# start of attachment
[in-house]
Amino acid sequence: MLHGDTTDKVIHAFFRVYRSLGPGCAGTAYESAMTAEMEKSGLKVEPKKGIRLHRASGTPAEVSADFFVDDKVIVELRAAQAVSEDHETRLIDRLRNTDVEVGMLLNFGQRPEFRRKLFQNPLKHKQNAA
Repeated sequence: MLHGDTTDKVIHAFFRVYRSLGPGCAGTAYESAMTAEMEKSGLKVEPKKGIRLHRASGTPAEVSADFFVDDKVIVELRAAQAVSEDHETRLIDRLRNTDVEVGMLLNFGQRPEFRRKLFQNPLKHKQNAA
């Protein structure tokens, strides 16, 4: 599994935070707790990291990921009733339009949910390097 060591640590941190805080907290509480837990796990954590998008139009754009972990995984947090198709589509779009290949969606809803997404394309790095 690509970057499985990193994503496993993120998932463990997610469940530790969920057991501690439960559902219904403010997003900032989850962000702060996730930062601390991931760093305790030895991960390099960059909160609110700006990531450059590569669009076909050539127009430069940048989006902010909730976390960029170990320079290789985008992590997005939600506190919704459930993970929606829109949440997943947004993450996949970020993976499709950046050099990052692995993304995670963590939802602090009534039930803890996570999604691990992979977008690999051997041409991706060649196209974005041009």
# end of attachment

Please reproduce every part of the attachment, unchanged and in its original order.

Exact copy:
[in-house]
Amino acid sequence: MLHGDTTDKVIHAFFRVYRSLGPGCAGTAYESAMTAEMEKSGLKVEPKKGIRLHRASGTPAEVSADFFVDDKVIVELRAAQAVSEDHETRLIDRLRNTDVEVGMLLNFGQRPEFRRKLFQNPLKHKQNAA
Repeated sequence: MLHGDTTDKVIHAFFRVYRSLGPGCAGTAYESAMTAEMEKSGLKVEPKKGIRLHRASGTPAEVSADFFVDDKVIVELRAAQAVSEDHETRLIDRLRNTDVEVGMLLNFGQRPEFRRKLFQNPLKHKQNAA
């Protein structure tokens, strides 16, 4: 599994935070707790990291990921009733339009949910390097 060591640590941190805080907290509480837990796990954590998008139009754009972990995984947090198709589509779009290949969606809803997404394309790095 690509970057499985990193994503496993993120998932463990997610469940530790969920057991501690439960559902219904403010997003900032989850962000702060996730930062601390991931760093305790030895991960390099960059909160609110700006990531450059590569669009076909050539127009430069940048989006902010909730976390960029170990320079290789985008992590997005939600506190919704459930993970929606829109949440997943947004993450996949970020993976499709950046050099990052692995993304995670963590939802602090009534039930803890996570999604691990992979977008690999051997041409991706060649196209974005041009």